I'm still in something of a daze though at the moment - veering wildly between intense grief and some sort of quiet remembrance, not to mention exhaustion. It seems that we both still had so much to do and say together, as if we have both been robbed. Neither am I particularly religious, but I still find myself praying to someone, desperately hoping that my prayers, such as they are, are being heard somewhere.
Again, thank you all. I am trying to stay strong.
You must be exhausted. I would/will fall in a heap as well.
It's such an odd feeling that time between the death and the funeral, no sleep, no eating, having to swallow platitudes left right and centre from well meaning people.
I'm not religious either, but that said, it's completely natural to continue having hopes, conversations, and arguments! with your loved one in your own head, especially when communal grieving is so short for the non-religious in our society.
In time grief can bring gifts.
Re-assessing our life, where and with whom, we put our time, energy and love; is not a bad thing.
It's natural to do a lot of re-assessing of people too.
It can get really lonely at times.
Good luck xx
Stay strong/don't stay strong. Pray/don't pray. Intense grief/quiet remembrance.
It goes without saying that there's no right or wrong way: in your own way, on your own time. Your terms.
Again, I'm so sorry and I appreciate your honest post.
Thinking of you.
Firstly you should be commended for the support you have given to your mother over the years, this is something that you should be so proud of as I'm sure she also would be so proud of you.
My father battled cancer for over 16 years whilst in my care and in my experience i believe that seeing a counsellor will greatly help you.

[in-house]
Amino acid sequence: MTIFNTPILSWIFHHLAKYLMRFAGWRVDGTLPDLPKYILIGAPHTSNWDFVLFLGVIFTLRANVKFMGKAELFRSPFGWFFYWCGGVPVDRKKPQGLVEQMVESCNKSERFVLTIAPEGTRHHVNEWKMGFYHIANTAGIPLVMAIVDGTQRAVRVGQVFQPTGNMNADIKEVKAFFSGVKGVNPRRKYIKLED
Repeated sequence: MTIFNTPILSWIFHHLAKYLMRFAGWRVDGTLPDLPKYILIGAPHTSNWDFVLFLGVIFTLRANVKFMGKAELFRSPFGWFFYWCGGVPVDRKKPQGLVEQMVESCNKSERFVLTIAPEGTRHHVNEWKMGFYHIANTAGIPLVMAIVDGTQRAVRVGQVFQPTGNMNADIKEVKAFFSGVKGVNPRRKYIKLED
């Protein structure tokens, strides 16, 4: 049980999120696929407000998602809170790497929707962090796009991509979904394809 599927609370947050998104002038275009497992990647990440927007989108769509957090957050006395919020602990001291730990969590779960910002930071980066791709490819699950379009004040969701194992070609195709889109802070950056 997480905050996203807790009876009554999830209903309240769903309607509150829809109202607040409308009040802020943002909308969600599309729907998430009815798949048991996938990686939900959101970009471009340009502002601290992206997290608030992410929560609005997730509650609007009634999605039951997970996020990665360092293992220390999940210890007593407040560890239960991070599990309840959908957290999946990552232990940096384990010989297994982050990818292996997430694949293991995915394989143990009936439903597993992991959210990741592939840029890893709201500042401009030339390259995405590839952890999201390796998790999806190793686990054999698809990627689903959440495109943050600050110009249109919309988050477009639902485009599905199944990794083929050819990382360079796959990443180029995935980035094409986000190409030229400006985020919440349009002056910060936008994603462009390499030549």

The grieving process is unique to everyone as each individual has their own ways of expressing their emotions which is why it is hard for others to offer advice which may not seem suitable for you, counsellors identify this and will be able to help you through the process of which is natural to you. Just don't ever think that your in this on your own. Wether it's your family, friend, co-worker, on this forum, there will always be help!
Happy to chat further with you about it if it helps my friend.
Thinking of you mate, stay strong and look after yourself.
aidyl, powerful post my friend. Brilliant post - well done for singing out and asking for advice. Much respect in your time of need.
I lost my mum when I was 8 so we are in the same but different camps, sort of. In time, if you are like me, you will come to accept what happened, doesn't mean you have to agree with it but just accept it.
As pointed out above, people grieve in different ways and you will find the best way for you.
Do what you have to do but never forget all the wonderful times that you had with your mother.
Each one of us grieve in different ways, whether it's hidden or whether we show it, that doesn't matter because the pain is now real, it's something that we need to cope with in our own way.
With my dear Mum, her death was slow because she was put into a nursing home where her mind was 100% but she had surgery on her knee and wasn't given any physio, so she couldn't walk, but each year over a period of 10 years she declined until she became a vegetable, that was horrible, but you were her carer and I'm sure helped her out so much over this period which reminds me of a great saying 'can't keep a good girl down', so she had the strength and good will to continue on, but now unfortunately she has passed away, but your memories will never leave you, they will stay with you forever, and each day something will remind you of what you and she had done together, or those funny little sayings that she would say, just out of the blue, they are what you treasure and hold tight against your chest, so carry them where everyou go. Geoff.